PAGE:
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Consumer responses to front-of-package labeling in the presence of information spillovers

Zhu, Chen, Lopez, Rigoberto A., Liu, Xiaoou
Food policy 2019 v.86 pp. 101723
consumer attitudes, consumer demand, consumer preferences, demand elasticities, food industry, logit analysis, markets, nutrition, nutrition labeling, ready-to-eat foods, sales, United States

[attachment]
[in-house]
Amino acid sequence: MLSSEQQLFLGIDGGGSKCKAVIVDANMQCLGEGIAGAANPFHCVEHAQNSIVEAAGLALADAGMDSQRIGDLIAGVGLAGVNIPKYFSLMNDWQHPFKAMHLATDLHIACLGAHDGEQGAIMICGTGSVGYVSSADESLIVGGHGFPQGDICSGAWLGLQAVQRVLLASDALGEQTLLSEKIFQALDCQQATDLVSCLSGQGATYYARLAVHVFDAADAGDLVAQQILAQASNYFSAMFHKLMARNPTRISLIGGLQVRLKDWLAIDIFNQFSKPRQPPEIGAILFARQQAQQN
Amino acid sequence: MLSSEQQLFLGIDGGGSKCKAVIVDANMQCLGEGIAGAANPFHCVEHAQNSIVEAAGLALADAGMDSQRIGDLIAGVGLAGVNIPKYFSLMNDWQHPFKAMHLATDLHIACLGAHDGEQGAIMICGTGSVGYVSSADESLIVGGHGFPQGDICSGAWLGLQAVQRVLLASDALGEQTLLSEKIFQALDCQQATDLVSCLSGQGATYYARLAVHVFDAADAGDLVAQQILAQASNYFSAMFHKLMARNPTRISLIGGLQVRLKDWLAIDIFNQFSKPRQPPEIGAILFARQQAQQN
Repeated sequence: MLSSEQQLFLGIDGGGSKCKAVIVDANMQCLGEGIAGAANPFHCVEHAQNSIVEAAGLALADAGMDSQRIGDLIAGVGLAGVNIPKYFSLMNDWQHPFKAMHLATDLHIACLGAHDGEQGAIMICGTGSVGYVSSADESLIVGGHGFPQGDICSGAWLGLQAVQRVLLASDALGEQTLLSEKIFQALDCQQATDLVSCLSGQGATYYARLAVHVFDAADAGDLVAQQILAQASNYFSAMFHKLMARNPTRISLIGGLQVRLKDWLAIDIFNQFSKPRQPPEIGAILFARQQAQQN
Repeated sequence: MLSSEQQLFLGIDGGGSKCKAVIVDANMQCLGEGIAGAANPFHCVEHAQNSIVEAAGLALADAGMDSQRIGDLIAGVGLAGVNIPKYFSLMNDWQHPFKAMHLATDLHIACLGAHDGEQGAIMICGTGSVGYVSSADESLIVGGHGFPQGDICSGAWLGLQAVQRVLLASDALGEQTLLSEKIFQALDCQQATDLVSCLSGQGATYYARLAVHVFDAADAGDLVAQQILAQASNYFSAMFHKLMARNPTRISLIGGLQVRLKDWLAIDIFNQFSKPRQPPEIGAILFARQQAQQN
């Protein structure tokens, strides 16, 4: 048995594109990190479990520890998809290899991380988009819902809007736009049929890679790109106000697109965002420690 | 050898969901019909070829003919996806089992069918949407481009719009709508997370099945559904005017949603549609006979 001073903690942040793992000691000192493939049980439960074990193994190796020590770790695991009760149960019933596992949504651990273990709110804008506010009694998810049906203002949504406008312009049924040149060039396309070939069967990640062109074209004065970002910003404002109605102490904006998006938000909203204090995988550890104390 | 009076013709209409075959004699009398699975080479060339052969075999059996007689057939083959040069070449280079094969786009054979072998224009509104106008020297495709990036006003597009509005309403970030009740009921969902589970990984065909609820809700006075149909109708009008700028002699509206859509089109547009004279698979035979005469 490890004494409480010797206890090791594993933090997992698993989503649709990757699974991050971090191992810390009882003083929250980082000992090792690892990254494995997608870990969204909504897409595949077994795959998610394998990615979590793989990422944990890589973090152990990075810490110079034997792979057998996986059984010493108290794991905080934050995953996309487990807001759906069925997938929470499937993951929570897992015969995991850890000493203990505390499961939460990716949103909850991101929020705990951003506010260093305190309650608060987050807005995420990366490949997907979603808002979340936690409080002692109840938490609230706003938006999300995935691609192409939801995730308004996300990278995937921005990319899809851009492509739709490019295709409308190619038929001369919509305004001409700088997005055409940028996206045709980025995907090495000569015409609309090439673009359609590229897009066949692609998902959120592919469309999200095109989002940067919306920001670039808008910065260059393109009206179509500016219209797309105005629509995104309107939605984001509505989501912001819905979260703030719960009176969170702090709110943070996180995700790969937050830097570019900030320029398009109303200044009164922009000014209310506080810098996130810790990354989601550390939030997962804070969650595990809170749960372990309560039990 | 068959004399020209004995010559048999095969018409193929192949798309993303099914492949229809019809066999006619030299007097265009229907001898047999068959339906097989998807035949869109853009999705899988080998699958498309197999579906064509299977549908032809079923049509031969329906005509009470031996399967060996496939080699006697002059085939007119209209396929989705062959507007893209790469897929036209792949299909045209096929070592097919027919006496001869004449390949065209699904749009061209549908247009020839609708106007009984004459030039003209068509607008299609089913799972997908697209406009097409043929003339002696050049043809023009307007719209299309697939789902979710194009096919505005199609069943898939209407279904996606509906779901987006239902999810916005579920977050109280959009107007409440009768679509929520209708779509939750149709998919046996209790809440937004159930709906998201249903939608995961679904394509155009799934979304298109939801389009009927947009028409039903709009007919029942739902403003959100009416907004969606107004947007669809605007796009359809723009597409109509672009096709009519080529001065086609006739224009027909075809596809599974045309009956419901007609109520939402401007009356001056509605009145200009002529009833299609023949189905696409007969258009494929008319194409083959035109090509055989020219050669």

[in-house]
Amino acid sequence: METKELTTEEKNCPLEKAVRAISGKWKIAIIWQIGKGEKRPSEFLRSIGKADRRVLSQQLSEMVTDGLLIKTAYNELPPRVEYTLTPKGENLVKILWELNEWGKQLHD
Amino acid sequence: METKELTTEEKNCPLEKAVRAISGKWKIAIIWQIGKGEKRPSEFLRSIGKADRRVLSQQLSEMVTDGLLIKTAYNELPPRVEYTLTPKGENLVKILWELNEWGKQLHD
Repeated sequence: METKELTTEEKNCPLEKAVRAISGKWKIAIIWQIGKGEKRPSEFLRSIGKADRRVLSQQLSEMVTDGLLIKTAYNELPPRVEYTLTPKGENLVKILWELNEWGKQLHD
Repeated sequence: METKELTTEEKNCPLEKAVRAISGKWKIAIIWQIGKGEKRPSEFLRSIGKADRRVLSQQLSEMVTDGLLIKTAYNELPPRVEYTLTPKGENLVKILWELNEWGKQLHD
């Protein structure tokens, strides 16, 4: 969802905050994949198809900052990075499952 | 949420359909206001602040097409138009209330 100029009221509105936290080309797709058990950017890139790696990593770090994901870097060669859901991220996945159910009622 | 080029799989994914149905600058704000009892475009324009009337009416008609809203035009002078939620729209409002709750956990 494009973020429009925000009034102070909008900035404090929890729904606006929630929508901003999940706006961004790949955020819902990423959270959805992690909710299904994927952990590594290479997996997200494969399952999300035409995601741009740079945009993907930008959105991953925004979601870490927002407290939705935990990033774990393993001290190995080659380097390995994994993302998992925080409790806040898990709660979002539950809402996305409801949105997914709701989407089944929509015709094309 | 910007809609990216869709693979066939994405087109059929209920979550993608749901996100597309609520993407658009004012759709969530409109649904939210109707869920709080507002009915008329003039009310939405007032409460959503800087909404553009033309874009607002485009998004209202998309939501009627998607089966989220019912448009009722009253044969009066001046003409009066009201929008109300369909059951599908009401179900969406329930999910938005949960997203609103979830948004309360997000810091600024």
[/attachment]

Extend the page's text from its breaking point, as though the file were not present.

Voluntary nutrition labeling, a means of nutrition quality disclosure, was introduced in the U.S. over the last decade by leading food manufacturers, primarily in the form of front-of-package (FOP) labeling. This article examines how consumer responses to FOP labeling via product participation and information spillovers shift consumer demand across competing products. Applying a random coefficient logit demand model to sales data from the U.S. ready-to-eat cereal market (RTEC) empirically confirms a positive participation effect of FOP and a strong negative spillover effect on non-participating products. Further results indicate that the participation and spillover effects are stronger for healthy RTECs than they are for unhealthy ones. Moreover, ignoring such effects leads to underestimation of consumer valuation of FOP labeling for participating products, higher own-price elasticities of demand and lower price-cost margins. The findings also suggest that an incentive in a firm’s voluntary participation in self-regulated labeling programs is to avoid negative treatment externalities and that less health-conscious consumers are not influenced by spillover effects. Overall, this article highlights the importance of including spillover effects in the evaluation of FOP programs and that FOP can play a positive role in improving the healthfulness of consumer choices.